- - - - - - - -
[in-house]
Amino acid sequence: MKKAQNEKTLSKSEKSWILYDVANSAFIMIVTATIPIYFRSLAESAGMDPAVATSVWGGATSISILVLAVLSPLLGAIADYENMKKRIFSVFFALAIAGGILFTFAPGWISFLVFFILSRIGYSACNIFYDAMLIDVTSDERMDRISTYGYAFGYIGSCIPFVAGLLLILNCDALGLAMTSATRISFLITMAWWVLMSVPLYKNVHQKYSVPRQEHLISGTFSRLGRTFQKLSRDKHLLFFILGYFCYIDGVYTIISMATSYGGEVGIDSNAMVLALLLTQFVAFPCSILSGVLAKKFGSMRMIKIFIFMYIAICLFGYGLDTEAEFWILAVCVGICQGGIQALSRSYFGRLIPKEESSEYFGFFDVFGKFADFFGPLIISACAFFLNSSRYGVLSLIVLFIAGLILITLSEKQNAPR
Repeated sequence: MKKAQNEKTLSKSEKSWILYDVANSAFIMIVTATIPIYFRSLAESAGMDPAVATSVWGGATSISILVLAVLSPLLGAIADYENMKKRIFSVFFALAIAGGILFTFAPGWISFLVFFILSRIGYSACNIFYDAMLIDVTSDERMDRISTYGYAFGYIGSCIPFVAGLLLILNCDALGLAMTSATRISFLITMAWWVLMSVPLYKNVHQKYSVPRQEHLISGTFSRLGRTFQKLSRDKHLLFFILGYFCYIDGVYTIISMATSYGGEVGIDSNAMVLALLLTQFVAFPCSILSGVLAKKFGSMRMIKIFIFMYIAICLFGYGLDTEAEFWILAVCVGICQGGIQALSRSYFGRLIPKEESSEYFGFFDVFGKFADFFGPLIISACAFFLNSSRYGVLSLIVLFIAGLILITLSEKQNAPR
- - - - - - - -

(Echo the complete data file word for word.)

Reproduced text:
[in-house]
Amino acid sequence: MKKAQNEKTLSKSEKSWILYDVANSAFIMIVTATIPIYFRSLAESAGMDPAVATSVWGGATSISILVLAVLSPLLGAIADYENMKKRIFSVFFALAIAGGILFTFAPGWISFLVFFILSRIGYSACNIFYDAMLIDVTSDERMDRISTYGYAFGYIGSCIPFVAGLLLILNCDALGLAMTSATRISFLITMAWWVLMSVPLYKNVHQKYSVPRQEHLISGTFSRLGRTFQKLSRDKHLLFFILGYFCYIDGVYTIISMATSYGGEVGIDSNAMVLALLLTQFVAFPCSILSGVLAKKFGSMRMIKIFIFMYIAICLFGYGLDTEAEFWILAVCVGICQGGIQALSRSYFGRLIPKEESSEYFGFFDVFGKFADFFGPLIISACAFFLNSSRYGVLSLIVLFIAGLILITLSEKQNAPR
Repeated sequence: MKKAQNEKTLSKSEKSWILYDVANSAFIMIVTATIPIYFRSLAESAGMDPAVATSVWGGATSISILVLAVLSPLLGAIADYENMKKRIFSVFFALAIAGGILFTFAPGWISFLVFFILSRIGYSACNIFYDAMLIDVTSDERMDRISTYGYAFGYIGSCIPFVAGLLLILNCDALGLAMTSATRISFLITMAWWVLMSVPLYKNVHQKYSVPRQEHLISGTFSRLGRTFQKLSRDKHLLFFILGYFCYIDGVYTIISMATSYGGEVGIDSNAMVLALLLTQFVAFPCSILSGVLAKKFGSMRMIKIFIFMYIAICLFGYGLDTEAEFWILAVCVGICQGGIQALSRSYFGRLIPKEESSEYFGFFDVFGKFADFFGPLIISACAFFLNSSRYGVLSLIVLFIAGLILITLSEKQNAPR